This is presumably what is meant in the Welsh Triads by the description of the Lloegrians (Britons of the South and East) coming into confederation with the Angles and Saxons. Though the Angles, Saxons and Jutes (who settled in Kent and also in Hampshire and the Isle of Wight) were three different tribes, they all spoke the same language and worshipped the same pantheon, which is why they are known culturally as Anglo-Saxons. Christianity subsequently fell out of favour among many of the Britons, but was reintroduced from Ireland by missionaries. These ‘Celtic Christians’ were more successful in converting the Britons than the earlier, state-imposed Roman Church, as they preached a doctrine that was more suited to Celtic culture and spirituality.

The first among the Teutonic tribes of England to be Christianized were the Jutes, whose close contact and trade with the Franks over in France, Belgium and the Netherlands exposed them to the later ‘Catholic Church’ that was more friendly to pagan customs. The Dark Age Roman missionaries were advised not to destroy pagan shrines, but to simply consecrate them in the name of Christ and convince the local people that they were Christians. In Late Antiquity, their methods included desecrating pagan shrines and attacking pagans, acts which did not win the hearts of the common folk. While the Jutes, Saxons and Mercians were converted to Roman Catholicism, the Northumbrians initially responded to the Church established by Saint Columba.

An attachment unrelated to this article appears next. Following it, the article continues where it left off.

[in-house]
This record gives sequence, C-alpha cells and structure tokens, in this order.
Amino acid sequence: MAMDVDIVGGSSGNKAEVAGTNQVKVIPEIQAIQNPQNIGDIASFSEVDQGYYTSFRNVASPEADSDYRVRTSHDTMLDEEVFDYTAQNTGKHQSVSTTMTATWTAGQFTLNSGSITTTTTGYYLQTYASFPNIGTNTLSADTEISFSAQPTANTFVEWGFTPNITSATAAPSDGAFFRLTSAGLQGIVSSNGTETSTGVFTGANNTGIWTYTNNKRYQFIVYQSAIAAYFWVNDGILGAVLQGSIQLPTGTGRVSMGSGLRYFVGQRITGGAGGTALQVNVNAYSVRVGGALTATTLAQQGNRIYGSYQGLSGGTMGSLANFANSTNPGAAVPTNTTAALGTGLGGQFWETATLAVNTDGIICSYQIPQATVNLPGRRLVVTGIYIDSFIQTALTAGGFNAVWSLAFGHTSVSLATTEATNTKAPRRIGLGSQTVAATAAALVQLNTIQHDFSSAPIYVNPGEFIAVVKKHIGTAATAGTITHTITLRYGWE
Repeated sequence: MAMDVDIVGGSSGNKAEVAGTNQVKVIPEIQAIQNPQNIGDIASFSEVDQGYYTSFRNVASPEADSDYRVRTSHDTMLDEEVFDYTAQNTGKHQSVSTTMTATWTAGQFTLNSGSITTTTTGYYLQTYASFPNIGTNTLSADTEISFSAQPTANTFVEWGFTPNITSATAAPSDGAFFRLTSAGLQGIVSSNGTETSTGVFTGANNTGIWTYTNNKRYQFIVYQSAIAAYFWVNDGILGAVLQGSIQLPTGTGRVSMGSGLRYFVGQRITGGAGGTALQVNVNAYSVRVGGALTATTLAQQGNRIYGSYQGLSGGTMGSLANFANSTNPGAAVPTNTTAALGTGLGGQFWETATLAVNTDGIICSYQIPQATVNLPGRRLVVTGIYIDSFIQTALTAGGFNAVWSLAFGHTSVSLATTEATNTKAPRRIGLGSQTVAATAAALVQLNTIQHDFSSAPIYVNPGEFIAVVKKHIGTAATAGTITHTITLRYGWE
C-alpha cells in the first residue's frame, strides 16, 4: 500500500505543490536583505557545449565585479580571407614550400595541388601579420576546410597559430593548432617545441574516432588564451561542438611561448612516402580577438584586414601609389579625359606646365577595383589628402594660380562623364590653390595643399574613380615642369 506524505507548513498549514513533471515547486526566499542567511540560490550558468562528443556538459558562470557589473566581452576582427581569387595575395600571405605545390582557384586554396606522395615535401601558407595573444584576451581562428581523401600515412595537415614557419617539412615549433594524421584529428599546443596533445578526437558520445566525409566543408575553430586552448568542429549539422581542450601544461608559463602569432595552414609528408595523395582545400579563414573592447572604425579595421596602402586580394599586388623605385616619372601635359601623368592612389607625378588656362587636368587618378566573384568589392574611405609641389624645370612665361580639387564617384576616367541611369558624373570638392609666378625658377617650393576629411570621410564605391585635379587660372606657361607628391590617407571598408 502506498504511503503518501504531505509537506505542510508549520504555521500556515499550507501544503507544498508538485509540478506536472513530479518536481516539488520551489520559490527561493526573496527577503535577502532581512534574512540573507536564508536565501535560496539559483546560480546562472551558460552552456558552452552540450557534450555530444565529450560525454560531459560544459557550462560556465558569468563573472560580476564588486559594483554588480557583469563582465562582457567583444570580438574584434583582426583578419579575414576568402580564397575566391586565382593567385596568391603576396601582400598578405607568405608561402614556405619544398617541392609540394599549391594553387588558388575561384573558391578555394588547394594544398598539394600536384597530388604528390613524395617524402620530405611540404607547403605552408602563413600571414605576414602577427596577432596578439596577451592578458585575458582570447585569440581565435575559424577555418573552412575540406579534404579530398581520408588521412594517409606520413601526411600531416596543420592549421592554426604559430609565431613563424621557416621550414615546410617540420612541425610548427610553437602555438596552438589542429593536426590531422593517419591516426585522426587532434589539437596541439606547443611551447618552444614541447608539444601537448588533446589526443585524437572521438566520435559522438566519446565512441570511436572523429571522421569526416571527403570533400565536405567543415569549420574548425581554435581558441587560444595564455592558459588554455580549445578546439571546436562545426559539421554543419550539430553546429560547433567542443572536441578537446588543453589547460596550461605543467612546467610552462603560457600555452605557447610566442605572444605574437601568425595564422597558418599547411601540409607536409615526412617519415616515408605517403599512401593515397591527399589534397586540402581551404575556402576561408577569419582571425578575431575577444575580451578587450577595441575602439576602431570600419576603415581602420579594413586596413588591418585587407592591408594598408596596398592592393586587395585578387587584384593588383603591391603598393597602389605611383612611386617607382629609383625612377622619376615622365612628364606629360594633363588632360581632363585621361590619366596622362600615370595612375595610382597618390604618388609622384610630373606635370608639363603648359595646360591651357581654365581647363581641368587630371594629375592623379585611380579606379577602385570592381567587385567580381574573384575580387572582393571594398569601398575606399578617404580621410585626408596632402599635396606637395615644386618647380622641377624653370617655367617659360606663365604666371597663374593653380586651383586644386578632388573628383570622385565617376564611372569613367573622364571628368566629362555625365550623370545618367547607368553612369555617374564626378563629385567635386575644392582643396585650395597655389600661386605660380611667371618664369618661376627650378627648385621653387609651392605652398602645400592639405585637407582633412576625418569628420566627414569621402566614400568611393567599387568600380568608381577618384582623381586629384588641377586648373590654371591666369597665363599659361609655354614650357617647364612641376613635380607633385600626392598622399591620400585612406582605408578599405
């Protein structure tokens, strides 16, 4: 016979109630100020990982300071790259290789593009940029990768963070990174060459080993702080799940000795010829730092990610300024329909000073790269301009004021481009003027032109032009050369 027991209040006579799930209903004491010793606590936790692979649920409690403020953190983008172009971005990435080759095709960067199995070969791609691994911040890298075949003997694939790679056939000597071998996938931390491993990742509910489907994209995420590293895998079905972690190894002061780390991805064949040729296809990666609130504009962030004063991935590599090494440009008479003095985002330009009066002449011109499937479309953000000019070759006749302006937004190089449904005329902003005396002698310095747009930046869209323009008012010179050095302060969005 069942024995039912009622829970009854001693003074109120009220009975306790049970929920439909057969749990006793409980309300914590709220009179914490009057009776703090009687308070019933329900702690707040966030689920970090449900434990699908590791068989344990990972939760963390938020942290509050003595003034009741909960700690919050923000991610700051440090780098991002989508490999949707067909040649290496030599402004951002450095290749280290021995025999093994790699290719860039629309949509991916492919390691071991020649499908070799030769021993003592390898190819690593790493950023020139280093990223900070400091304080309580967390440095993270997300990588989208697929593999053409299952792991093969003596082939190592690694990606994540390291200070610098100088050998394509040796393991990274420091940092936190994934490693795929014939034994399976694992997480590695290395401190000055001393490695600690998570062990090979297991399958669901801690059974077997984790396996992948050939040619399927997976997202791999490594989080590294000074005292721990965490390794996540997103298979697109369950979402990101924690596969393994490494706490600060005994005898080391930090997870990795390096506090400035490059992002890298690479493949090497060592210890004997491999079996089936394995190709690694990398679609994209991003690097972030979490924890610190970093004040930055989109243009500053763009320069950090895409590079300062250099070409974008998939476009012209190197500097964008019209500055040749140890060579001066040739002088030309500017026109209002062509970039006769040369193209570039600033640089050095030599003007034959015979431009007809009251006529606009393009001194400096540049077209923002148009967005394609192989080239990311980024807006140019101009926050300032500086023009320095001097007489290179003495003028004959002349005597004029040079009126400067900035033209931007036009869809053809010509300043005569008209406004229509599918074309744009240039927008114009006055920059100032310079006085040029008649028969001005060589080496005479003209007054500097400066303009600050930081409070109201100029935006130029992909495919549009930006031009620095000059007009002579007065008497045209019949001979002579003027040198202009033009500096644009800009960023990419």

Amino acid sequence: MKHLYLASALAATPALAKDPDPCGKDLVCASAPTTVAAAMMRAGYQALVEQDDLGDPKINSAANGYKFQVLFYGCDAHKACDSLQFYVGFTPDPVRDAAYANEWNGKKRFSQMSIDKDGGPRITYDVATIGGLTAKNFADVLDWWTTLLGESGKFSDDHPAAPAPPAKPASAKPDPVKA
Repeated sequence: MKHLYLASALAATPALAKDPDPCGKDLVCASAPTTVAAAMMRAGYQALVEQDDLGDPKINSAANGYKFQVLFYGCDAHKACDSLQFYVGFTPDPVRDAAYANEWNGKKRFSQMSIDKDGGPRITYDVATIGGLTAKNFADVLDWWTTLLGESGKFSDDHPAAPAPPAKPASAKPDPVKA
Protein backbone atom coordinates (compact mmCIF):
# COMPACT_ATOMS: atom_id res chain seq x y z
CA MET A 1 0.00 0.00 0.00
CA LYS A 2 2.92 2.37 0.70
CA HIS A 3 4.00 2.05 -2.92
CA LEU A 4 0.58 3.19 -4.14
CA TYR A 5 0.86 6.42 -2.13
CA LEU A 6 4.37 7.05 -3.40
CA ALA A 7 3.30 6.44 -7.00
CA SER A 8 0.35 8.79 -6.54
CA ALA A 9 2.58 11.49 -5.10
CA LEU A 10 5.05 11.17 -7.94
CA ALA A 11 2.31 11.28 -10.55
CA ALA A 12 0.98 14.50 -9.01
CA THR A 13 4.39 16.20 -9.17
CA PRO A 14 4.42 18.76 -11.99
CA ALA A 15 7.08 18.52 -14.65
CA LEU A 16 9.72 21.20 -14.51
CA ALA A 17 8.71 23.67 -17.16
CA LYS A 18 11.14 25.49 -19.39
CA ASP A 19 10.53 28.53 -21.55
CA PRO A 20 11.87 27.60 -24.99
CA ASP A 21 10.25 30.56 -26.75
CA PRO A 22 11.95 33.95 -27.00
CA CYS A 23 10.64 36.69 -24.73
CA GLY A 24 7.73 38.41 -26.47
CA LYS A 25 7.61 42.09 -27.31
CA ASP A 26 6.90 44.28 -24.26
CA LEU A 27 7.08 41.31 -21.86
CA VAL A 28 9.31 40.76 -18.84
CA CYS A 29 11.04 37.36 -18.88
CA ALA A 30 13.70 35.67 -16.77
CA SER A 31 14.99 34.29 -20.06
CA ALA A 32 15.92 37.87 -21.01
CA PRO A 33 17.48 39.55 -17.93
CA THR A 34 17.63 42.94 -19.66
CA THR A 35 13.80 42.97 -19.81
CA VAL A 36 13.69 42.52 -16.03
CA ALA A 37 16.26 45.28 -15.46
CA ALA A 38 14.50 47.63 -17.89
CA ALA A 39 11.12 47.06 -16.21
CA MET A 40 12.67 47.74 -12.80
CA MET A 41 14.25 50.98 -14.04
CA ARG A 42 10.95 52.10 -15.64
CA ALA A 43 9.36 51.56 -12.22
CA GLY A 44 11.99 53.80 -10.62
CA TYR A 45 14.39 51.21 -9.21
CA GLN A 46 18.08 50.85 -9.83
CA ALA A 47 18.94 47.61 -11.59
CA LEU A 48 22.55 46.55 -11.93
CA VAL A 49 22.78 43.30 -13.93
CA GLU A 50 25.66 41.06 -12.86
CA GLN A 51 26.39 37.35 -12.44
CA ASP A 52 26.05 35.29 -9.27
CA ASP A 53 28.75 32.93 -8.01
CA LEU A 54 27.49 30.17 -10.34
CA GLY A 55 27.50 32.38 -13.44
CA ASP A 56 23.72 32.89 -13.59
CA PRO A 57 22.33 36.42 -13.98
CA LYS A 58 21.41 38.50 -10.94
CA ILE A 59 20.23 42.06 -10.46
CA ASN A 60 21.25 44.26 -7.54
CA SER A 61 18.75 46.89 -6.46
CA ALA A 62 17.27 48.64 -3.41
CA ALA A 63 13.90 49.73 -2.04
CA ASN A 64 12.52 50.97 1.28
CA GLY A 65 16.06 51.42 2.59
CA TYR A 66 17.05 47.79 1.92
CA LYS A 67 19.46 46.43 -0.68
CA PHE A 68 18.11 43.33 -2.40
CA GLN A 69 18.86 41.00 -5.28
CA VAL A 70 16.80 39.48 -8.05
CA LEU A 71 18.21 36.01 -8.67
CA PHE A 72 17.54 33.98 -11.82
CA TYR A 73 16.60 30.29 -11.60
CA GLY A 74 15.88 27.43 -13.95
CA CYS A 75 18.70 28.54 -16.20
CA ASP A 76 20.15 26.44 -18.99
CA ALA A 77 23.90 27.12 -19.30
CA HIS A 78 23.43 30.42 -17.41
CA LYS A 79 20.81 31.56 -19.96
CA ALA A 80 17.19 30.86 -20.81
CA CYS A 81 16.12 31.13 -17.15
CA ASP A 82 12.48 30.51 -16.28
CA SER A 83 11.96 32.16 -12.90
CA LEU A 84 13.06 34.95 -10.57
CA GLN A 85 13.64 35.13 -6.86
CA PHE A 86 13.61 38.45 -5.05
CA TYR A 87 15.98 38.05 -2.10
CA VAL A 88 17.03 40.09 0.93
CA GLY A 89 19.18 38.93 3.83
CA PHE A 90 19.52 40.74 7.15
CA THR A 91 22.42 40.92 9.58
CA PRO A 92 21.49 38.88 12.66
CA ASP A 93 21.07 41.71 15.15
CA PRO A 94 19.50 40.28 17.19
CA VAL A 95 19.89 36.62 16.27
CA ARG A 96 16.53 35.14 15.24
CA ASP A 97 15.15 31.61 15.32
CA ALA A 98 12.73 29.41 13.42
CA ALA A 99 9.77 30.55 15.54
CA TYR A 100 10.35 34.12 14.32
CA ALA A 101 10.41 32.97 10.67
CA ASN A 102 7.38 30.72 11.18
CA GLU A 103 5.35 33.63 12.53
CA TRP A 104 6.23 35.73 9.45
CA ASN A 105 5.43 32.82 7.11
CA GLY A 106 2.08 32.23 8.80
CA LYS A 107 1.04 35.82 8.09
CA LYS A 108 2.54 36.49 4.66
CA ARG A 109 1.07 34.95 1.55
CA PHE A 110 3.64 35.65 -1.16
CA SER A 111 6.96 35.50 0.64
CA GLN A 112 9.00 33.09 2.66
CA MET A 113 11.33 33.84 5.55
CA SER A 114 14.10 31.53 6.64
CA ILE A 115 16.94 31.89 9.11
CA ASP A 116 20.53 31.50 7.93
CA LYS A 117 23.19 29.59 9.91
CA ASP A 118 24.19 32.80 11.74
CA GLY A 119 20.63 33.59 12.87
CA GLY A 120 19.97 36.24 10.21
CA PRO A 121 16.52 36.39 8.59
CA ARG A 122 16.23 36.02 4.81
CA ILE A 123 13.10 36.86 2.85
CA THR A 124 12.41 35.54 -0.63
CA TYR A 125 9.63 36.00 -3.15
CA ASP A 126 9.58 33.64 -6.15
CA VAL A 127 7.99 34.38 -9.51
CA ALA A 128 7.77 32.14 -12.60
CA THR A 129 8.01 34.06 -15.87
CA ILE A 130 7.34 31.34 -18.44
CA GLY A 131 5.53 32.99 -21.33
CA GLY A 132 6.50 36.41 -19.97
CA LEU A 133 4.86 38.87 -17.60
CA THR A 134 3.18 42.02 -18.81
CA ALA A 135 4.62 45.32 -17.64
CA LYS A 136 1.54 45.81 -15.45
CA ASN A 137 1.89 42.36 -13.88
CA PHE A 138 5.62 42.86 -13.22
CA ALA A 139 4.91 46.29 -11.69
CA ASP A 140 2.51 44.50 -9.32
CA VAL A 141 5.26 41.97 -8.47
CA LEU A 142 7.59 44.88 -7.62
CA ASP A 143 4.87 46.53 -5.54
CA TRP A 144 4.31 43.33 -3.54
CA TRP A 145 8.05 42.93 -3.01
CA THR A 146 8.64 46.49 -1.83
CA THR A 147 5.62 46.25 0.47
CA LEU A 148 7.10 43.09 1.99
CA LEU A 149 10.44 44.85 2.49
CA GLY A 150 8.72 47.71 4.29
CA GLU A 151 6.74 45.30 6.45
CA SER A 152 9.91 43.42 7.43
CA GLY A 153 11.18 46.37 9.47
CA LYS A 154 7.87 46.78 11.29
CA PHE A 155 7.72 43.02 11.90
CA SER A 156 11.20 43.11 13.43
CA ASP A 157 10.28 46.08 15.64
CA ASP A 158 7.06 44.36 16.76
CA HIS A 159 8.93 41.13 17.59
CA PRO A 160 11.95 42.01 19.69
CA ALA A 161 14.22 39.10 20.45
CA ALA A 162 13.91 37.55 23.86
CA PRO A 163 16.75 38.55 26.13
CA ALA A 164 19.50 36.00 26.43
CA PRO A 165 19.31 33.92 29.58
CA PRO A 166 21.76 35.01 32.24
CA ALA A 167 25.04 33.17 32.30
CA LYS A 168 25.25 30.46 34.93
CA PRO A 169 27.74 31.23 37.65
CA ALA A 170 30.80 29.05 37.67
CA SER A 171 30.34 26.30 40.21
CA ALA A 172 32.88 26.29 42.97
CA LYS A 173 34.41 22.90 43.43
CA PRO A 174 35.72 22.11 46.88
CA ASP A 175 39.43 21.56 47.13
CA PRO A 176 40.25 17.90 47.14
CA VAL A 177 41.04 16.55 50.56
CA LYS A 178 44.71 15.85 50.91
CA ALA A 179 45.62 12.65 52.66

Edwin, was the first Northumbrian king to convert, though Oswy (a rival to Edwin and future King of Northumbria) converted to Christianity while he lived in exile in Iona. However, Oswy would eventually be responsible for turning his back on the Columban Church and agreed to revise the date of Easter to conform with mainstream Catholic custom at the Synod of Whitby; a move which would be followed by the Picts (in whose lands lived many Culdees, ‘hermit monks’ who preserved the Celtic tradition) and later at Iona itself. And so, the Catholic Church had succeeded in drawing the folk of the British Isles closer to its dogma, and went on to firmly establish Judeo-Christianity among the peoples of our land.

A similar process that occurred with the Britons and Anglo-Saxons may have also have happened among the inhabitants of the Northern Isles (and some of the Western Isles), and the Norsemen who settled there. These islands were some of the last places to be Christianized, and though they were attractive to the Culdees due to their isolation, they presumably did not bother the local pagans. The folk of the Northern Isles, especially in Shetland, have inherited much of their genetic lineage from the Norse. However, this does not mean that the natives were massacred by the Vikings. Rather, it suggests that they were more open to interaction with the Norsemen than with the mainland Picts and Gaels.

This may have been because the high kings of these peoples were known to raid the Northern Isles and the Hebrides, of which the goals were usually to capture booty and some slaves. It is important to note that chattel slavery was not widely practised in Britain before the introduction of Christianity, aside from kingdoms in the South-East who were in close contact with the Romans. Though there were many in European tribal society who were not free due to debt (and so were more like serfs), the market for this practice was only opened up through trade with the Mediterranean. Mercantile slavery was also not initially a feature of Scandinavian society, though they engaged in the practice once they began raiding other parts of Europe (especially in Ireland).